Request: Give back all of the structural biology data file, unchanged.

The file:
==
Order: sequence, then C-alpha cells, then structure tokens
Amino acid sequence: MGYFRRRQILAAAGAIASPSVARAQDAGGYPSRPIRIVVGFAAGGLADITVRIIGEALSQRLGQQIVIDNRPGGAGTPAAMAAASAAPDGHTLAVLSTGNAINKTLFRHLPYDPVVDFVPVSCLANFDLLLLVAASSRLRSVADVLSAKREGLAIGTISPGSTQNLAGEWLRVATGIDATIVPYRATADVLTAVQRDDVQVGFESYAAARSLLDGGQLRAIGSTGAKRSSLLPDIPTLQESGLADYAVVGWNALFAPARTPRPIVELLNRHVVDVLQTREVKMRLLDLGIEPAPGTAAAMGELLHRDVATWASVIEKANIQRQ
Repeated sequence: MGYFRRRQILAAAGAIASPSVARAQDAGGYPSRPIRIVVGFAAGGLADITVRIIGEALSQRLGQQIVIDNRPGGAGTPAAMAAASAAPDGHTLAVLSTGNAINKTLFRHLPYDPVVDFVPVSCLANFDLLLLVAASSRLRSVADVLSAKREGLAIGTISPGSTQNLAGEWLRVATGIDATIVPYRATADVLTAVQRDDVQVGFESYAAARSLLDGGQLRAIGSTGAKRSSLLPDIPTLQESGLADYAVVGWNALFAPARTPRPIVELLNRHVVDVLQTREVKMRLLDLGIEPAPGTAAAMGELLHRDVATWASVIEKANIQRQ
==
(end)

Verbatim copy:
Order: sequence, then C-alpha cells, then structure tokens
Amino acid sequence: MGYFRRRQILAAAGAIASPSVARAQDAGGYPSRPIRIVVGFAAGGLADITVRIIGEALSQRLGQQIVIDNRPGGAGTPAAMAAASAAPDGHTLAVLSTGNAINKTLFRHLPYDPVVDFVPVSCLANFDLLLLVAASSRLRSVADVLSAKREGLAIGTISPGSTQNLAGEWLRVATGIDATIVPYRATADVLTAVQRDDVQVGFESYAAARSLLDGGQLRAIGSTGAKRSSLLPDIPTLQESGLADYAVVGWNALFAPARTPRPIVELLNRHVVDVLQTREVKMRLLDLGIEPAPGTAAAMGELLHRDVATWASVIEKANIQRQ
Repeated sequence: MGYFRRRQILAAAGAIASPSVARAQDAGGYPSRPIRIVVGFAAGGLADITVRIIGEALSQRLGQQIVIDNRPGGAGTPAAMAAASAAPDGHTLAVLSTGNAINKTLFRHLPYDPVVDFVPVSCLANFDLLLLVAASSRLRSVADVLSAKREGLAIGTISPGSTQNLAGEWLRVATGIDATIVPYRATADVLTAVQRDDVQVGFESYAAARSLLDGGQLRAIGSTGAKRSSLLPDIPTLQESGLADYAVVGWNALFAPARTPRPIVELLNRHVVDVLQTREVKMRLLDLGIEPAPGTAAAMGELLHRDVATWASVIEKANIQRQ